And Like That....She's Gone
The Vanishing is directed by George Sluizer and is based on the 1984 novel The Golden Egg by Tim Krabbe. The film stars Bernard-Pierre Donnadieu, Gene Bervoets, Johanna ter Steege, and Gwen Eckhaus.
We all like to think the climax of a mystery is the ending, when it's finally revealed who the murderer or who the kidnapper is, the chance for us to finally put all of the puzzle pieces together. I love a good mystery as much as the next person, but George Sluizer's The Vanishing (Spoorloos in Dutch) delivers an ending that has nothing to do with revealing the identity of someone, yet is so incredibly haunting and is certain to stick with you long, and I mean long, afterwards. So much so, it would make even the most decent of mysteries cower in fear. A lot of what makes The Vanishing so special is its unusual narrative structure, finding ways to build suspense even when it seems like there's no way the movie could be building suspense, because of what it tells us early on.
As I speak of suspense, I should mention that The Vanishing also works as a thriller (maybe even more so than a mystery), for its mystery is an exercise in heart-thumping tension and not just as an object of curiosity. I would credit George Sluizer as something of a Dutch Alfred Hitchcock, but I don't know enough of Sluizer's filmography to properly give him such an honor. Honestly, I think had Hitchcock been around long enough to see this film, he would have had nothing but praise for it. The Vanishing isn't "Hitchcockian" by any means, never utilizing Hitchcock's signature techniques like his voyeuristic camera movements and fear-inducing framing shots. But it knows how to build suspense in a way that makes it seem Hitchcock-like, and that is a compliment of high order for any thriller.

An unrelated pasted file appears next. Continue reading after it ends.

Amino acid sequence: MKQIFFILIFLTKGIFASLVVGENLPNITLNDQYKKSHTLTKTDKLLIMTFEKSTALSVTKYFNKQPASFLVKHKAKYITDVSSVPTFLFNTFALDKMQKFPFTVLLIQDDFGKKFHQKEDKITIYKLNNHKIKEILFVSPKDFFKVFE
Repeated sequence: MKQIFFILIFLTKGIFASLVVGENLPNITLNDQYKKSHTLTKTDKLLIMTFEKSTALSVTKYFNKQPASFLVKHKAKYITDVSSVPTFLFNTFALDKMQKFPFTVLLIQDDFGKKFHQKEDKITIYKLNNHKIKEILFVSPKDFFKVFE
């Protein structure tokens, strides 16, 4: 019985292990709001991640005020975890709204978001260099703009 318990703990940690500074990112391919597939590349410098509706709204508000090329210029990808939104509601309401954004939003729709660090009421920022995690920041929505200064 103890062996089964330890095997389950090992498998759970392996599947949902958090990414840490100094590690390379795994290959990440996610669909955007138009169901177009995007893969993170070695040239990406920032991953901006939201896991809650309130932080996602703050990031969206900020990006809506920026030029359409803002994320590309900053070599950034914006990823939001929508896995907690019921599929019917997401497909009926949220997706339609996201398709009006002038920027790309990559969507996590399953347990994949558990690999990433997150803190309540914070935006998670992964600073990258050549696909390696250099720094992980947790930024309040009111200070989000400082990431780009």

The story is about the disappearance of a young woman named Saskia (Johanna ter Steege). The film opens with Saskia and her boyfriend Rex (Gene Bervoets) travelling on holiday in France. Saskia mentions to Rex a recurring dream she has about drifting through space while trapped inside a golden egg. The two have an argument, but quickly make up. They stop at a rest area after they run out of gas, where Rex promises to never abandon Saskia. The two bury a pair of coins underneath a tree to symbolize their love for each other. Saskia goes into the station to buy some drinks just before the two head out. She does not return. Rex frantically searches for Saskia, only finding a handful of possible clues related to her disappearance. The search goes on for three years, but Rex never gives up hope.
What happened? Where did Saskia go? Was she abducted? Yes, Saskia was abducted. And believe it or not, the identity of the abductor is given to us before the abduction even happens. We don't learn the specific details of how Saskia was taken until late in the film, but we know for the majority of the film who the abductor is. The abductor's identity is not a colossal spoiler by any means, but I won't give a name, just so, if and when you see the film for yourself, you can go into it blind.